Ok, let's talk birth centers and INSURANCE COMPANIES - Mothering Forums
Birth and Beyond > Ok, let's talk birth centers and INSURANCE COMPANIES
Celticqueen's Avatar Celticqueen 05:41 PM 05-16-2011

I am in tears. We are pregnant with our 3rd. First was a typical induced hospital birth, bad experience. Second one was a beautiful, perfect waterbirth at Bella Vie Birth Center in Salem Oregon where we lived at the time. We moved to the Portland area 2 years ago so of course, I wanted to find another waterbith center. We did- Andaluz Waterbirth Center. I was overjoyed to find it! But then my dreams came crashing down about 2 hours ago when I was informed that our supposedly good insurance (Blue Cross Blue Shield- which covers 100% within network and 0% out of network) that it will not cover a dime for it.

 

So I want the low down on insurance companies. There has to be some sort of legislative action that states can take when it comes to giving birth centers more rights. They lose clients every year because of insurance companies screwing them over by not covering their patients, and therefor, patients can't afford it.

 

And as against universal healthcare that I am...I am now being forced to wonder...what if? What if birth centers had more rights to accept clients if it weren't for insurance companies dictating who can birth there and who can't?

 

Well, I am tired of it! And I know several other mama's in Oregon that are too, and there has to be more. Is it just the notion still that hospitals are supposedly safer so they refuse to cover them? Is it just Blue Cross Blue Shield which until today, I absolutely loved?

 

Upset, angry, in tears, distraught that it looks like I will not have the dream birth I wanted, like my second birth was. To top all of this off, my DH of course, now wants me to just go to our nearest hospital which has a reputation for uncomfortable beds and strict rules about no co-sleeping.

 

Homebirth is not an option- DH will never have that.

 

About to scream!!! banghead.gif There HAS to be some way around this here...They do have a typically "in network OB" there on staff, but she is only in the Oregon BCBS network, not California's (which is what we have through my hubby's job).

 

Advice, thoughts, or mutual frustration is welcome! I know crying and being mad doesn't fix anything, but it sure does feel good right now



XanaduMama's Avatar XanaduMama 07:37 PM 05-16-2011

I'm in Portland too--hi! It sounds to me as though the issue is less birth politics (whether birth centers are safer than hospitals etc), but just a straightforward in-network/out-of-network issue. It sucks that your insurance covers 0% of out-of-network: that's the big problem, I think. You might be able to appeal for gap coverage if there aren't any other birth centers in town that they do cover...maybe someone else can help with advice about that. You might want to browse around in the Homebirth forum--gap coverage and other appeals come up there quite often.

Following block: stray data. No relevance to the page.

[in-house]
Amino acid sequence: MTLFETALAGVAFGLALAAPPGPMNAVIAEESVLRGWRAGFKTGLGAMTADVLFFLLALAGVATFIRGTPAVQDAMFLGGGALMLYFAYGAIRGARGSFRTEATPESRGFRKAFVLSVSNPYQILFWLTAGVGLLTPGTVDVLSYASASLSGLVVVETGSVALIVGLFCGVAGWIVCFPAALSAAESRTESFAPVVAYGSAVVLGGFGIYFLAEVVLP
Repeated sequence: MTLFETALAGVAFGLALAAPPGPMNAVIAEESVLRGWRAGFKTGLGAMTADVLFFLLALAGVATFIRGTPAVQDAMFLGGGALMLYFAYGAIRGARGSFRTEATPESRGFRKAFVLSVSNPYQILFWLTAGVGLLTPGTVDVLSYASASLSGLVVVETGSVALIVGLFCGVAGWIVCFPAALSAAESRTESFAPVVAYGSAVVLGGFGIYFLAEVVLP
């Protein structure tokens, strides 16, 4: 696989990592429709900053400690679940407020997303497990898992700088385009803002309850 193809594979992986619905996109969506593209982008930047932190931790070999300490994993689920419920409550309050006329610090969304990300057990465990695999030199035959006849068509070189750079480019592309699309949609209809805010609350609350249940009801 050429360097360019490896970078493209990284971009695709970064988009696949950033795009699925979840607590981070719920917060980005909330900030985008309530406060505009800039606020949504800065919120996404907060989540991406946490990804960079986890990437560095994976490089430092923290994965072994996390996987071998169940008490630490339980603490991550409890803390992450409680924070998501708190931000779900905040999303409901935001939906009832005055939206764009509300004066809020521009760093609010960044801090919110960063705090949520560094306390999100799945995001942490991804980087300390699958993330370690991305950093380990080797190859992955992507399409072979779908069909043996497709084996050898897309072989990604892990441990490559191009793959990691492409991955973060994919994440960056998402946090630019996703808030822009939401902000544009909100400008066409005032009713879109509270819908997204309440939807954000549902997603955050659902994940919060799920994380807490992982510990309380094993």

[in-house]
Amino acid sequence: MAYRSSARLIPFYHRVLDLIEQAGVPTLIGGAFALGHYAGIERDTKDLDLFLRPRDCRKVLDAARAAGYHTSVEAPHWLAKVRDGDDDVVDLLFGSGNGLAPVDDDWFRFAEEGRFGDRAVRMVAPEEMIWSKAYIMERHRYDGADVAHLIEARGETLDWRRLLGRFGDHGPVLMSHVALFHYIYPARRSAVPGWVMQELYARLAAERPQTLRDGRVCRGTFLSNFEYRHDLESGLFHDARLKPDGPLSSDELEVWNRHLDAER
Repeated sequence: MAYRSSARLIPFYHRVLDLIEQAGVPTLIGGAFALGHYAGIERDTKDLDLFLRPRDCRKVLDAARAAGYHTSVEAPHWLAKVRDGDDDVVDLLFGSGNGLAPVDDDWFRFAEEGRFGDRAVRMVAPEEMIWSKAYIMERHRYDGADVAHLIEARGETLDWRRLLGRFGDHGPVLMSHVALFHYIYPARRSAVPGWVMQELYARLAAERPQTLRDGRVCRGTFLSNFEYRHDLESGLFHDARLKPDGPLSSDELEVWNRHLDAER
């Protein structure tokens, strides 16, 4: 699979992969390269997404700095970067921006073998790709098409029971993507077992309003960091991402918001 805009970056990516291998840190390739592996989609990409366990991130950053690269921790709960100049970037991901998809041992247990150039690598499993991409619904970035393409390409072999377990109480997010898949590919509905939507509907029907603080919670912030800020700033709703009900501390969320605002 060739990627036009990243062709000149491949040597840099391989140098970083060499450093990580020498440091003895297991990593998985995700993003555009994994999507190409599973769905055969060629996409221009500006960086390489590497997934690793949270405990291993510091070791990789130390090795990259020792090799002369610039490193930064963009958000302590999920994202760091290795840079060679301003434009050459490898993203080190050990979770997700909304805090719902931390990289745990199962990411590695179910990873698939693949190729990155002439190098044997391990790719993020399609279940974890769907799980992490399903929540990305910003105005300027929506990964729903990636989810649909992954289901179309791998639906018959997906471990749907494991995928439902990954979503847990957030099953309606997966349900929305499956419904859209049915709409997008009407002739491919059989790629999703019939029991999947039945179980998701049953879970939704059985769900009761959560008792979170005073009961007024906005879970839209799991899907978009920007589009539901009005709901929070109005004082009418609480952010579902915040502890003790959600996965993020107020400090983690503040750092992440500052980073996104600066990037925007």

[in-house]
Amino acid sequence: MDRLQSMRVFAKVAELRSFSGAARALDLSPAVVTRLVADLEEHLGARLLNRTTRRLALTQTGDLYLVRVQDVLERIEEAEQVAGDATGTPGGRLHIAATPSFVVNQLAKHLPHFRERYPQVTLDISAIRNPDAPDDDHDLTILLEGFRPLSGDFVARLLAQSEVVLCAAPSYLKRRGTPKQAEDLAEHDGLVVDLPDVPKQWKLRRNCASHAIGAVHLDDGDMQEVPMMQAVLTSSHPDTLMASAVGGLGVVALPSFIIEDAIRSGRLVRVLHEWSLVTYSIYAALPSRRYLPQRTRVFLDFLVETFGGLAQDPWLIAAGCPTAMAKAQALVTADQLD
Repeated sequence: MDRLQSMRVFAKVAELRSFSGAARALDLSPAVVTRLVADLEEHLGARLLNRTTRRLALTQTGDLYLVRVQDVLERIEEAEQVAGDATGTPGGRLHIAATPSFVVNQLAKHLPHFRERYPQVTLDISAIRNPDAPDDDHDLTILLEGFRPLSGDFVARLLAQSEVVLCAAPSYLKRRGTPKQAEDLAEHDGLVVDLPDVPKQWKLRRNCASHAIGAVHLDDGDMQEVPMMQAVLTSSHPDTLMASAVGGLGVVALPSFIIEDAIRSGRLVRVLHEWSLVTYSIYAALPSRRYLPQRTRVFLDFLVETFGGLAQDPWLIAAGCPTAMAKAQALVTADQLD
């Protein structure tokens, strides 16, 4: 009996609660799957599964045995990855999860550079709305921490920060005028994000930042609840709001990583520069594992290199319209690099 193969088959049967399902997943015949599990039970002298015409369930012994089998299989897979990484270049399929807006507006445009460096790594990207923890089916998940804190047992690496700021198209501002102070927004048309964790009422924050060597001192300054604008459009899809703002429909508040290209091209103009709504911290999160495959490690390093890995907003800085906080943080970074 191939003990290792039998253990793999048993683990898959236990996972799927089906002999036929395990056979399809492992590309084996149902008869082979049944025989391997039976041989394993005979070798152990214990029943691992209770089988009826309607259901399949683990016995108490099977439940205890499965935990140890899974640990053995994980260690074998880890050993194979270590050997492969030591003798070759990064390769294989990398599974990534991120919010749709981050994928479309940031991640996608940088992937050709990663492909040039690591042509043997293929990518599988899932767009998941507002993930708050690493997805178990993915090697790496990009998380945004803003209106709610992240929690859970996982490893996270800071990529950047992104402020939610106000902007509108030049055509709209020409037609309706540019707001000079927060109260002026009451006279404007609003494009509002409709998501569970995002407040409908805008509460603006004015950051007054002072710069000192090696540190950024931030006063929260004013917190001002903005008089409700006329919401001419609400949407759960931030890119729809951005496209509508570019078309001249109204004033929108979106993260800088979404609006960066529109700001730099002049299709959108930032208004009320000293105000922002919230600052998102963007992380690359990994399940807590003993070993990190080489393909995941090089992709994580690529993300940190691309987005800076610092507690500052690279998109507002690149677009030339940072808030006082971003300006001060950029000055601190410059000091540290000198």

So: assuming you can't get coverage, your options seem to be

 

(1) Find another waterbirth center in PDX that works for your insurance. I believe there are some, and you might want to post in the OR Tribe to see if anyone has recommendations. Hey, even Salem isn't too bad of a drive--might be worth considering, especially if you had a great birth there before

 

(2) Try for a CNM birth in a hospital (do any offer waterbirth?)

 

or

 

(3) Try to talk your dh into HB, which is the option I would strongly recommend winky.gif. Ironically, I bet your BCBS plan covers homebirths, even if it doesn't cover this particular birth center. Make him watch The Business of Being Born, give him some studies about HB safety, and if all else fails, put your foot down!!

 

 


AlexisT's Avatar AlexisT 07:09 AM 05-17-2011

There are a few potential issues here.

 

1) In and out of network. The BC may not be able to accept the contracted fee and as such will not contract with BCBS. Since you have 0% out of network, I am guessing this is an HMO - sometimes the HMO reimbursement is lower than the PPO, and a provider will only accept the latter. In this case, you could try petitioning for an exception if there are no in-network birth centers. If there are (even if you don't like them) you don't have much recourse as far as I can tell--just like I can't demand they pay for the OB I really like if there's another one available.

 

2) I am from the East Coast, but as I understand it, birth centers in OR may be operated by CPMs. Some insurers only cover nurse-midwives (I still hear of a few that don't even cover that, but most insurers follow CMS' lead, and several states mandate coverage for CNMs/APNs). In that case, it is a specific policy decision and you would need to lobby your insurer to change that policy.

 

3) Your insurer has a policy of not covering birth centers. Again, that would require lobbying for change.

 

So, you need to know why this BC is not covered before you can work on changing it.

 

As for mandating change through the law: The state can only mandate that a category of providers be eligible for reimbursement. They cannot demand that specific providers be contracted. So if, like some insurers, they cover CPMs or BCs but have a poor reimbursement rate so hardly anyone takes it, it's completely legal under a mandate. (They always need to have someone on their list so they can say they really cover whatever it is.)

 

ETA: Also, BCBS is actually a network of plans, and each BCBS insurer makes its own decisions about what to cover. So my Blue Shield plan covers CNMs (in any setting) and birth centers, but does not cover CPMs (who are not licensed in this state--though some CPMs do manage to bill them successfully).


lawyer4midwives's Avatar lawyer4midwives 05:28 PM 05-18-2011

As a general matter, health insurance and managed care have been slow to include home birth, licensed midwives, or birth centers as covered services or providers.  Part of the problem is that managed care plans do not contract with health care providers who do not carry malpractice insurance and not all out-of-hospital midwives carry malpractice insurance.  But a bigger part of the problem is that most health insurers and managed care plans tend to be pro-doctor or, worse, have a medical director who is determined not to allow non-traditional practitioners to become participating providers.  And then, as you may have found, some plans have programs that do not cover out-of-plan practitioners.